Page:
Next we spend 10 minutes on hand writing. The only thing that is consistent every day is that he must write his full name every day. Some days he asks how to spell words he's interested in and I just keep an eye on his formation, about twice a week we use copy work, and about twice a week he does a few pages in Explode the Code. I keep this part short too, no more than 10 minutes.

I present a new math lesson to Ender most Mondays and then we work together on the skill through the week. I don't push ahead unless he's ready, but if he asks for a new lesson before the next Monday I let him move on as long as he's confident in the current lesson. This is mostly manipulatives, except for about 3 times a month where I have him practice writing a few numbers.

And where is Ezra during all this?

Chances are good that he's making *something*. Ezra got the artistic streak from me and spends this time working at his own little table coloring, painting, cutting, gluing, or whatever it is that he's interested in.

Project Time

After we get our basics in, Ender is ready to start making things too. We call this part of the morning project time. Sometimes they work together on a craft, sometimes they are off chasing their own ideas. Lately Ender can be found pouring over lego diagrams and following the directions to the letter (he's such a black-and-white thinker!) Ezra has been building a lot lately as well, but he can easily spend an entire morning at the craft table making things.

Me? I'm usually in the rocking chair working on my own project (knitting) and making notes about what the boys are up to.

We take a break mid-morning for a snack and a chore or two and then head back to a group project. We've been learning about the continents over the last few months- the people who live there, the animals, the kind of land and weather- and that has been really fun, but the boys think up projects that become our family project as well. Sometimes a little question leads us to looking up books on our library website, spending time online looking at pictures of animals or looking up the answer to a question or we take advantage of Netflix streaming and watch a video about something we're interested in.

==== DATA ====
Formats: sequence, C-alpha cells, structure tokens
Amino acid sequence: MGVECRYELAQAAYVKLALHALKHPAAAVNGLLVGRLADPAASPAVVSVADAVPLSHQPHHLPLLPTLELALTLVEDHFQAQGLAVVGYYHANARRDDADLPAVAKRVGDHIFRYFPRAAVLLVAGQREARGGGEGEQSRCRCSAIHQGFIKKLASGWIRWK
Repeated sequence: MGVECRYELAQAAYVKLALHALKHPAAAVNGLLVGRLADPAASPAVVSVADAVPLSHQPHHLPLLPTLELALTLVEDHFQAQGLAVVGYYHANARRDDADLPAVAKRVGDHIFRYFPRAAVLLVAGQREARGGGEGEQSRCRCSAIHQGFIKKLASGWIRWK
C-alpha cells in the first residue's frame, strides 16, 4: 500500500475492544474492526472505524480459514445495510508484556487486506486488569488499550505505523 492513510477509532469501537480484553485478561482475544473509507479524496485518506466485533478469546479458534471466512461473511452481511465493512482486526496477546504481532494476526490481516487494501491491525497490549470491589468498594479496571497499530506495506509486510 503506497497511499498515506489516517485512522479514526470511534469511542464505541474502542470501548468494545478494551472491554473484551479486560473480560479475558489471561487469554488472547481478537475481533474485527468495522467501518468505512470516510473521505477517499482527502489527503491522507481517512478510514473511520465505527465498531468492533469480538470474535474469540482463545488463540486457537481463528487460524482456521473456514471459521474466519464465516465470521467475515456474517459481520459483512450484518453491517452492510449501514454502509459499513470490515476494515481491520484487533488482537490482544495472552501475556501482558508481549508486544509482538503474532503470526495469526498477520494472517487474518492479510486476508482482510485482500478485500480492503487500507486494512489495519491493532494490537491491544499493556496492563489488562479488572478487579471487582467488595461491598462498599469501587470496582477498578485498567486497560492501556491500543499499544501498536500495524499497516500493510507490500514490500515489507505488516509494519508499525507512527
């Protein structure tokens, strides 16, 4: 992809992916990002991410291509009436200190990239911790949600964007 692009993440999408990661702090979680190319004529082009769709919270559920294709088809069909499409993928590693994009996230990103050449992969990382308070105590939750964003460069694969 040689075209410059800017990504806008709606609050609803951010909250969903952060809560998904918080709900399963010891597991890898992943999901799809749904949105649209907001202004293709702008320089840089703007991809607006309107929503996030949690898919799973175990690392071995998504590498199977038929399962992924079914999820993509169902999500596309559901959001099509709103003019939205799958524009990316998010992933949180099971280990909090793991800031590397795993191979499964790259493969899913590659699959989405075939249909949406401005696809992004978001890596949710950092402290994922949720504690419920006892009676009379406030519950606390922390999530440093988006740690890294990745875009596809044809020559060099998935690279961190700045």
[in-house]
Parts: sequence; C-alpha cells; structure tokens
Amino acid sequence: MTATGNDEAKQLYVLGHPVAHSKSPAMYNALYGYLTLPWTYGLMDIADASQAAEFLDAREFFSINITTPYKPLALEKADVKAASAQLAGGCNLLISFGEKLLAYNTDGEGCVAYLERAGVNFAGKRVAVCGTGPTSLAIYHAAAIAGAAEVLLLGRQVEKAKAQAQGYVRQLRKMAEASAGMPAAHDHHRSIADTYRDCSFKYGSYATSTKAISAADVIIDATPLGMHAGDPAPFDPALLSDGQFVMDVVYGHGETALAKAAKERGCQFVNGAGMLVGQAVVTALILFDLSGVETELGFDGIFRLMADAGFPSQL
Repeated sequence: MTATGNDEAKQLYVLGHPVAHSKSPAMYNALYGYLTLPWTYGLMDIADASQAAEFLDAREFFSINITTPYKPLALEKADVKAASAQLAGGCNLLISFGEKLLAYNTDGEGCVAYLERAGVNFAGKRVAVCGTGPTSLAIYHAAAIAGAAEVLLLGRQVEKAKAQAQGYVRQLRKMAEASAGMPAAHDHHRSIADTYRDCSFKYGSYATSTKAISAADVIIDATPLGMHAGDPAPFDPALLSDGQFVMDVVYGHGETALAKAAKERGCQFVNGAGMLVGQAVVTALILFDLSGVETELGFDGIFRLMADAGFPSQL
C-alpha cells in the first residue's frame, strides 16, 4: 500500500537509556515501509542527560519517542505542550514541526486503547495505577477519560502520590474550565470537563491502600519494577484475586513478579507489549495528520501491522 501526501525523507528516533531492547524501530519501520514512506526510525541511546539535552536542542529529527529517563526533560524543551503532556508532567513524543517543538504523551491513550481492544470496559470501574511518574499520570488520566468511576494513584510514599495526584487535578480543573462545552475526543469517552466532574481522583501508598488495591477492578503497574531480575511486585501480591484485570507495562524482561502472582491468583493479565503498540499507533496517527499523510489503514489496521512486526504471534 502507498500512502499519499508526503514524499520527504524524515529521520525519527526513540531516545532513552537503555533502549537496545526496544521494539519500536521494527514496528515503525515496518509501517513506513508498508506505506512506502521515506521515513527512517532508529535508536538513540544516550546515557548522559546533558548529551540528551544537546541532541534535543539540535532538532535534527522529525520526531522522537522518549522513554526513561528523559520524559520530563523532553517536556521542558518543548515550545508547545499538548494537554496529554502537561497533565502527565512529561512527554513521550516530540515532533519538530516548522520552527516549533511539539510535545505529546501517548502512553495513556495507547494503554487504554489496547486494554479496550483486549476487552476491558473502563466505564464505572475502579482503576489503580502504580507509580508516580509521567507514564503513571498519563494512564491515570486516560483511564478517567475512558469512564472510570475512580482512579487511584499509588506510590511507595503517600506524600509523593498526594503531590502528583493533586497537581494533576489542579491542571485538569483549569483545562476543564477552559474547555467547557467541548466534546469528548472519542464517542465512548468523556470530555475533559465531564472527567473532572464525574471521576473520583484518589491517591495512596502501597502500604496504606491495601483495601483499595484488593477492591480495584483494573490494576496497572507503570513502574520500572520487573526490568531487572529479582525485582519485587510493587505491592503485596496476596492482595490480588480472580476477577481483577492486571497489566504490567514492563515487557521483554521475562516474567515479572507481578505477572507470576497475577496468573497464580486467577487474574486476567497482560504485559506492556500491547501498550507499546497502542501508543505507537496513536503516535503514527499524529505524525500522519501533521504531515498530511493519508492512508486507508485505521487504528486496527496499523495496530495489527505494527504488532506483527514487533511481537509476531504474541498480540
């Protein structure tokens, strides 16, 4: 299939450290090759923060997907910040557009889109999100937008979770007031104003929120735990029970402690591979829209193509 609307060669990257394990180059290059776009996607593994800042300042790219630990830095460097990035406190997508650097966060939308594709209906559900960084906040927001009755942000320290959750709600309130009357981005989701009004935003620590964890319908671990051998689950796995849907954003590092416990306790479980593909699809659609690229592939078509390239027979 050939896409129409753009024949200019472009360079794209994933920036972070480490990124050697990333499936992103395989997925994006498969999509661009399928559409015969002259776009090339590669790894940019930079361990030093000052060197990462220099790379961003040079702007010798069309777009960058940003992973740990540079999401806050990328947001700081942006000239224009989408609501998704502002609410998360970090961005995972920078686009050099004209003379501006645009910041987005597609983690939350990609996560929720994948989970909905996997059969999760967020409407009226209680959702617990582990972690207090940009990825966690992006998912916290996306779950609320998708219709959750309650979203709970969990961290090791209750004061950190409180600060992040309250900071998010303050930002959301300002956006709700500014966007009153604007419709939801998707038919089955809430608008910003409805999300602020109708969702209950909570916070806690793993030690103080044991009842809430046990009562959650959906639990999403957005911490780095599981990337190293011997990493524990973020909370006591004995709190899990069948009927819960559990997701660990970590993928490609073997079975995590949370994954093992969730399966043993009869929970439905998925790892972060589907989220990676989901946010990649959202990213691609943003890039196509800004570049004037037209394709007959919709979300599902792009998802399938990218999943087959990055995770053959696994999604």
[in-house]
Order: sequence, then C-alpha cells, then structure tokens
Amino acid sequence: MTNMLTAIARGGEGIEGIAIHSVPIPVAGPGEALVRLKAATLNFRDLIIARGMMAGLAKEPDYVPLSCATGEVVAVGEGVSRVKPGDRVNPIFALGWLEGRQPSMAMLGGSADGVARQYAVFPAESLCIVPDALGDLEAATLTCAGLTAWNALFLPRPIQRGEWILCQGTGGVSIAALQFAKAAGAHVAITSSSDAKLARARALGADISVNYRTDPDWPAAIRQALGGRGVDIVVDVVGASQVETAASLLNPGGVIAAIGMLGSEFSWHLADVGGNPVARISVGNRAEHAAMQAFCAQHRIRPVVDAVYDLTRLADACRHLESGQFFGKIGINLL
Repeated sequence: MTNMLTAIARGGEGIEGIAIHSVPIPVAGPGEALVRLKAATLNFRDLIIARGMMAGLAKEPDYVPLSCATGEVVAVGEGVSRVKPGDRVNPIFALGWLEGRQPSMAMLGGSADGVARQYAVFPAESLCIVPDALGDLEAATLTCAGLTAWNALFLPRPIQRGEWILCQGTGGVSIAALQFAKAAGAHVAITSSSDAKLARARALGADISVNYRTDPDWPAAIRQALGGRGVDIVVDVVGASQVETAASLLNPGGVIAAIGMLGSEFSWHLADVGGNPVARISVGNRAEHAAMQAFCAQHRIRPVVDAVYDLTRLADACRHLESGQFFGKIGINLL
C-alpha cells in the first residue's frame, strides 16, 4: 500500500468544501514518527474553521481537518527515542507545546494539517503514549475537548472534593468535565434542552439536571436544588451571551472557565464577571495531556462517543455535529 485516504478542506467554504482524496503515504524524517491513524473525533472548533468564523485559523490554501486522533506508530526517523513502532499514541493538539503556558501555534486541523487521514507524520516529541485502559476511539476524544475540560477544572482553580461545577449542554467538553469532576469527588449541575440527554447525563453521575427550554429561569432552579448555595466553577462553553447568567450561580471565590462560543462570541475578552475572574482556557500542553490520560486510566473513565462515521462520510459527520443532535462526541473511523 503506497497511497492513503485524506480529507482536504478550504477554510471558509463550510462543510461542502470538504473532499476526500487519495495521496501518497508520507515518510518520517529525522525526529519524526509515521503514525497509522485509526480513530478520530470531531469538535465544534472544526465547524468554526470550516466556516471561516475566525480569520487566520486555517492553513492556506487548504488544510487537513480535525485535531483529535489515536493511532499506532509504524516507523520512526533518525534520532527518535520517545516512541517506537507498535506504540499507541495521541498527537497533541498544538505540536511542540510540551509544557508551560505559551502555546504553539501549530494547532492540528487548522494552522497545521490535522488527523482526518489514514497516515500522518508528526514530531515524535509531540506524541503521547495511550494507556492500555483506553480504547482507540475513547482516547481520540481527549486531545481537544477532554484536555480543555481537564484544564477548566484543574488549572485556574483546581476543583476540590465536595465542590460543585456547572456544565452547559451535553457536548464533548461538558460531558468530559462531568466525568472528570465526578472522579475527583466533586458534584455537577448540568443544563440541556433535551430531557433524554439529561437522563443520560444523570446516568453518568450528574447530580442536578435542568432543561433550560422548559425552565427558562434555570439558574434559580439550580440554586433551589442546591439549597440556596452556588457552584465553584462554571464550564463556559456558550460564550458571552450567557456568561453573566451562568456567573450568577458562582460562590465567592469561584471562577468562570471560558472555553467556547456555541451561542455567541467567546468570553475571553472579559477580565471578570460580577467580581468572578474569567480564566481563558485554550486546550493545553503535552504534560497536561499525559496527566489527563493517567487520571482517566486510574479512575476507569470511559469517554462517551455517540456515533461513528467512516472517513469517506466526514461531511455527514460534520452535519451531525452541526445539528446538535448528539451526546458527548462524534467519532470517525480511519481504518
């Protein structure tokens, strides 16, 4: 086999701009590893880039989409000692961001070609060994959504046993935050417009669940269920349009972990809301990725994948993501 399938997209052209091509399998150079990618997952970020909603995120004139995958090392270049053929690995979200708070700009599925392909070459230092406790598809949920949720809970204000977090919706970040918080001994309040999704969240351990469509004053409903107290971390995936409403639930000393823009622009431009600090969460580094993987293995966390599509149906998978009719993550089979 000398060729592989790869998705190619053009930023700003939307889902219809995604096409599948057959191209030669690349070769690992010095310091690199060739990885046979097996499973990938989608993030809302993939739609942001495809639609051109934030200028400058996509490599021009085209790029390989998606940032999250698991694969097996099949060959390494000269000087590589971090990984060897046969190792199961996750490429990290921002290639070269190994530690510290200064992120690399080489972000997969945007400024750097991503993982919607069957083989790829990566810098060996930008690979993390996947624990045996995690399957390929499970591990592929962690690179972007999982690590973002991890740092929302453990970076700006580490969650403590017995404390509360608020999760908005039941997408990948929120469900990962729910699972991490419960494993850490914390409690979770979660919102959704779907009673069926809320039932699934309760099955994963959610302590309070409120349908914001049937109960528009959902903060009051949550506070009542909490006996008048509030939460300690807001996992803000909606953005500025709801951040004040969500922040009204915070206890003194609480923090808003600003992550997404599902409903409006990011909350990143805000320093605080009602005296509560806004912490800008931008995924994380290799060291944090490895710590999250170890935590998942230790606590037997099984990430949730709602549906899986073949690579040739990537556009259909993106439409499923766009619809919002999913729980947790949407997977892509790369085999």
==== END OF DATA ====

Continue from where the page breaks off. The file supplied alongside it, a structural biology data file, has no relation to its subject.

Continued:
Afternoon & Evening

At 11:45 it's time for lunch and to get ready for the afternoon. I start teaching between 12:45 and 1 p.m. Monday-Friday, so my mom picks the boys up around 12:30 to head over to her house to play. My mom retired from teaching at a Montessori school in 2008, and her house is a fabulous place for the grand kids! My boys have the advantage of hanging out with her until their daddy (Brian) finishes work around 5:30 p.m. They meet up to go home with him and Brian takes care of the evening hours. The boys play while he makes dinner, and after dinner Brian manages the brushing of teeth, baths, asking Ender to read to him for 10 more minutes and the evening read aloud. I teach away during these hours in my studio.

I'm finished teaching in time to be a part of the evening read aloud and bed time routine most nights, but two nights a week I'm either teaching or in rehearsal until 9 p.m. and Brian handles those evenings.